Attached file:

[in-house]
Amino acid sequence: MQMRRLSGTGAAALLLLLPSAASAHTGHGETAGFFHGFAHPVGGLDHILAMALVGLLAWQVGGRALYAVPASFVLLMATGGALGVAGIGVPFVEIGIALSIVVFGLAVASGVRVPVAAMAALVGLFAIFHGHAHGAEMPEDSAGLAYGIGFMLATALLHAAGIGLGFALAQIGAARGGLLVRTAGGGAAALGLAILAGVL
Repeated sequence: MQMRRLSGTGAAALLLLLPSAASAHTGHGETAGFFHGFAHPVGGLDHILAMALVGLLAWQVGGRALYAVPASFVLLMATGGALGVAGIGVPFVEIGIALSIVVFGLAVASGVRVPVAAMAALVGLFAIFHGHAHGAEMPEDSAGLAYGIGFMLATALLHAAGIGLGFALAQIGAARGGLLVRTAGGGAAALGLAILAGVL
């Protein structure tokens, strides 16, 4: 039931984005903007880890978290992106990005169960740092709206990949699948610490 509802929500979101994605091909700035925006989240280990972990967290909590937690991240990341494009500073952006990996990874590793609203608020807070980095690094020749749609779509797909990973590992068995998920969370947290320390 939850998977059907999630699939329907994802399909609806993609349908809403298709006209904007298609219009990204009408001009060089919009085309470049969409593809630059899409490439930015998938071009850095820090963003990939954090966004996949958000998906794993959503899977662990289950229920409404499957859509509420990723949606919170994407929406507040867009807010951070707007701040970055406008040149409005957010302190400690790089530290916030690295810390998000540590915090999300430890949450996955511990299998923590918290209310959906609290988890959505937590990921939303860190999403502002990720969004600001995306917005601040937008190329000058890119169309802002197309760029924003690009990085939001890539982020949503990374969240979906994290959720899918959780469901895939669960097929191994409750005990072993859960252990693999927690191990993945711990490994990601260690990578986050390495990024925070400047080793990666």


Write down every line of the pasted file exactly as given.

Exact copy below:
[in-house]
Amino acid sequence: MQMRRLSGTGAAALLLLLPSAASAHTGHGETAGFFHGFAHPVGGLDHILAMALVGLLAWQVGGRALYAVPASFVLLMATGGALGVAGIGVPFVEIGIALSIVVFGLAVASGVRVPVAAMAALVGLFAIFHGHAHGAEMPEDSAGLAYGIGFMLATALLHAAGIGLGFALAQIGAARGGLLVRTAGGGAAALGLAILAGVL
Repeated sequence: MQMRRLSGTGAAALLLLLPSAASAHTGHGETAGFFHGFAHPVGGLDHILAMALVGLLAWQVGGRALYAVPASFVLLMATGGALGVAGIGVPFVEIGIALSIVVFGLAVASGVRVPVAAMAALVGLFAIFHGHAHGAEMPEDSAGLAYGIGFMLATALLHAAGIGLGFALAQIGAARGGLLVRTAGGGAAALGLAILAGVL
């Protein structure tokens, strides 16, 4: 039931984005903007880890978290992106990005169960740092709206990949699948610490 509802929500979101994605091909700035925006989240280990972990967290909590937690991240990341494009500073952006990996990874590793609203608020807070980095690094020749749609779509797909990973590992068995998920969370947290320390 939850998977059907999630699939329907994802399909609806993609349908809403298709006209904007298609219009990204009408001009060089919009085309470049969409593809630059899409490439930015998938071009850095820090963003990939954090966004996949958000998906794993959503899977662990289950229920409404499957859509509420990723949606919170994407929406507040867009807010951070707007701040970055406008040149409005957010302190400690790089530290916030690295810390998000540590915090999300430890949450996955511990299998923590918290209310959906609290988890959505937590990921939303860190999403502002990720969004600001995306917005601040937008190329000058890119169309802002197309760029924003690009990085939001890539982020949503990374969240979906994290959720899918959780469901895939669960097929191994409750005990072993859960252990693999927690191990993945711990490994990601260690990578986050390495990024925070400047080793990666």